EU countries right to blame Iran for Saudi Aramco attacks: Al-Jubeir

Saudi Arabia’s Foreign Affairs State Minister Adel Al-Jubier discussed the Kingdom’s foreign policy positions and priorities at Chatham House in London on Oct. 21, 2019. (Screengrab)
Updated 21 October 2019

EU countries right to blame Iran for Saudi Aramco attacks: Al-Jubeir

  • The Kingdom is convinced Iran was behind the Sept. 14 attack from evidence collected
  • Al-Jubeir says attack on Aramco facilities reflect Tehran’s hostile intentions in the region

LONDON: Saudi Arabia’s Foreign Affairs State Minister Adel Al-Jubier said the European Union is right in blaming Iran for attacking Aramco’s facilities, stressing that Tehran does not respect the sovereignty of states nor international law.
In remarks made on Monday at a London-based think tank, Al-Jubeir stressed that Saudi Arabia is “convinced through evidence it has (collected) that Iran is involved in the Aramco attacks.”
The Arab coalition fighting to restore the internationally-recognized government in Yemen said an attack on Saudi Arabia on Sept. 14, which triggered the biggest jump in oil prices in almost 30 years, was carried out with Iranian weapons. However, Tehran denies responsibility and the Iranian-backed Houthi militia claimed it was behind the attack.
Following the attack, Britain, Germany and France backed the United States and blamed Iran for the attack on the Kingdom’s oil facilities, urging Tehran to agree to new talks with world powers on its nuclear and missile programs and regional security issues.
US Secretary of State Mike Pompeo also thanked the European nations for their statement blaming Iran, saying, “This will strengthen diplomacy and the cause of peace.”
Al-Jubeir said Iranian arms are being extended to a number of Arab states.
He said the attack on Aramco facilities reflect Tehran’s hostile intentions in the region, adding: “we are convinced that the missiles that had hit the Saudi oil facilities were Iranian.”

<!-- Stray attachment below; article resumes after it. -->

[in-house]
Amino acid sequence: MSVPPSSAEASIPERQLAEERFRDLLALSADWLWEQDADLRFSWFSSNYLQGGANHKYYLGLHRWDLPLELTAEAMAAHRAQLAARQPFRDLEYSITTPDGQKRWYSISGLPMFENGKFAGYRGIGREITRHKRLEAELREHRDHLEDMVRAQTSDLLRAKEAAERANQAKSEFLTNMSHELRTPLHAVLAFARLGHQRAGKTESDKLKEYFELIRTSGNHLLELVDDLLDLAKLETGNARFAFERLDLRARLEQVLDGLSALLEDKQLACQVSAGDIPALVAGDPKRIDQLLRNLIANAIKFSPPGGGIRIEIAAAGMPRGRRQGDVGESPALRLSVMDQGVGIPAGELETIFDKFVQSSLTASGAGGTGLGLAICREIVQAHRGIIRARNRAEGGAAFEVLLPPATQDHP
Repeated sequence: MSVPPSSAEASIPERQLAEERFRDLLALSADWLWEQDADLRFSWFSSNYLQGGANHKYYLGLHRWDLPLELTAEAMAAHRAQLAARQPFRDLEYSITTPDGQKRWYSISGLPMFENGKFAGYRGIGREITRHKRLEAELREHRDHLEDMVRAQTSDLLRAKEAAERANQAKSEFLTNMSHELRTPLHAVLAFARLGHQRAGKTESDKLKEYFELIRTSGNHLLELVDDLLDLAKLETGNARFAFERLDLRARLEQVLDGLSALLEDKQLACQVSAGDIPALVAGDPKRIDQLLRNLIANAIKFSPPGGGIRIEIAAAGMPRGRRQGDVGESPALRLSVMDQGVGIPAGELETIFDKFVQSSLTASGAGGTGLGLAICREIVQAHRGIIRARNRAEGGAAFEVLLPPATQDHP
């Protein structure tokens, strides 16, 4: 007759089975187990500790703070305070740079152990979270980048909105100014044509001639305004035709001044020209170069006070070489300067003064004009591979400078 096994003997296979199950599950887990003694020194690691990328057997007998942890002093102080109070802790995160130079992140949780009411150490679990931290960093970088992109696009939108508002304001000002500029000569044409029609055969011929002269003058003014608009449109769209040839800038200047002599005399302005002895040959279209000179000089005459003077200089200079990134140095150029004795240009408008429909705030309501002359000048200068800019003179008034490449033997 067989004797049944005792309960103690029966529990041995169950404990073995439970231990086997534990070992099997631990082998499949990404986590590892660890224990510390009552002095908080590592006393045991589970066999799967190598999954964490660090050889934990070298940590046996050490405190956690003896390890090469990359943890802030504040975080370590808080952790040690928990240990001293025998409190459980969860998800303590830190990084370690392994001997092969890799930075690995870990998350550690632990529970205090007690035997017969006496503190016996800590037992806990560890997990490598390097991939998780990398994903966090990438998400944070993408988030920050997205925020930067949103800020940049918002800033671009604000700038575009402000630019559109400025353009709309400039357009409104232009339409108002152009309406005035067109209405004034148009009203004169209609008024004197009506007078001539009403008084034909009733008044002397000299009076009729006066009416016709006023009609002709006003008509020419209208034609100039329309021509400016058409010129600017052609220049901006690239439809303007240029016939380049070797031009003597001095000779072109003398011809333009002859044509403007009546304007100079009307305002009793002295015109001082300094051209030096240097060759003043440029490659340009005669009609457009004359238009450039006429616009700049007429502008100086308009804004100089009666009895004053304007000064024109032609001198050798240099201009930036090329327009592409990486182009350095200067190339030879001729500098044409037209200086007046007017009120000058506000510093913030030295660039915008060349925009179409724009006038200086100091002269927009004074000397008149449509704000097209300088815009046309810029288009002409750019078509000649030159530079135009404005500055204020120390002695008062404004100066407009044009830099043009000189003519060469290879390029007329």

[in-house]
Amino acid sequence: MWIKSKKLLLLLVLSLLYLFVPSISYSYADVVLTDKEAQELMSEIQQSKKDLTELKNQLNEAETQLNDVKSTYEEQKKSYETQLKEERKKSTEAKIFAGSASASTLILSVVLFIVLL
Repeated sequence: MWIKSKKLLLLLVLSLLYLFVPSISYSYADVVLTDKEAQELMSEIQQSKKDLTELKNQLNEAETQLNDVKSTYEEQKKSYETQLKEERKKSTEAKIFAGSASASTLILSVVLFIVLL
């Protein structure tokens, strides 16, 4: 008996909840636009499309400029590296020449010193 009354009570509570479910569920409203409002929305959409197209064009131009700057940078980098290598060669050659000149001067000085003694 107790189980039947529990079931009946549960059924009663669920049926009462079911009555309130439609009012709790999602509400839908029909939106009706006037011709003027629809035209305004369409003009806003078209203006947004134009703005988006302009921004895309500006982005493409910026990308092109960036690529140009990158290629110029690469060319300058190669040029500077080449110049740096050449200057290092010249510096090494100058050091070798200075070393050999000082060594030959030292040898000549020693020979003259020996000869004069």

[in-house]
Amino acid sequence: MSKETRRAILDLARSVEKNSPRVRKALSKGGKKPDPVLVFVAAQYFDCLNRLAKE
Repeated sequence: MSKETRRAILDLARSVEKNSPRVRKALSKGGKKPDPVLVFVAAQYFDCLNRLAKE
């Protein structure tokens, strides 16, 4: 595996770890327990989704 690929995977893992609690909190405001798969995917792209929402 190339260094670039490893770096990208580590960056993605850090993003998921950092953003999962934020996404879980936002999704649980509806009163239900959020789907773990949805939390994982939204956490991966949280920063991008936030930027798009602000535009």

Regarding the Iranian nuclear deal, the Saudi minister said that it has “flaws” as it “does not include Iran’s ballistic missile activity and its hostile interventions in regional affairs.”
“We frequently said we do not want a war, but we remain arms folded in the face of such attacks,” Al-Jubeir said.


Worshippers flock to reopened Prophet’s Mosque for Friday prayers

Updated 06 June 2020

Worshippers flock to reopened Prophet’s Mosque for Friday prayers

MADINAH: Hundreds of thousands of worshippers attended the first Friday prayers to be held at the Prophet’s Mosque in Madinah since the gatherings were suspended to stop the spread of the coronavirus disease (COVID-19) outbreak.

The green light for the resumption of the prayer meetings came as part of a plan to gradually reopen the Kingdom’s mosques while ensuring worshippers and visitors adhered to preventive measures.

A ban on access to the Rawdah remained in place and only groups of worshippers numbering up to a maximum of 40 percent of the mosque’s capacity were being allowed entry.

Precautionary measures also included the allocation of specific doors for the entry of worshippers, the installation of thermal cameras, removal of all carpets so that prayers could be performed on the marble, sanitization of the mosque’s floors and courtyards, periodic opening of domes and canopies to ventilate the mosque, and the removal of Zamzam water containers.

The Prophet’s Mosque in Madinah will be closed after evening prayers and reopened one hour before dawn prayers. Parking lots will operate at 50 percent capacity and a media awareness campaign has been launched to highlight safety procedures at the holy site.

Medical teams have also been stationed at the main entrances to the mosque in cooperation with the Ministry of Health.

Elsewhere in the Kingdom, worshippers also flocked to perform Friday prayers at mosques amid strict health measures.

On May 31, Saudi authorities reopened all mosques for prayers, except in Makkah, as part of the Kingdom’s plan for a gradual return to normal life.

Last week the minister of Islamic affairs, dawah and guidance said that the country’s mosques were ready to welcome back worshippers, following his field trips to check that necessary preparations had been made.

All worshippers must still maintain a distance of 2 meters between rows, wear masks to enter a mosque, and Friday sermons and prayers have been limited to a maximum of 15 minutes.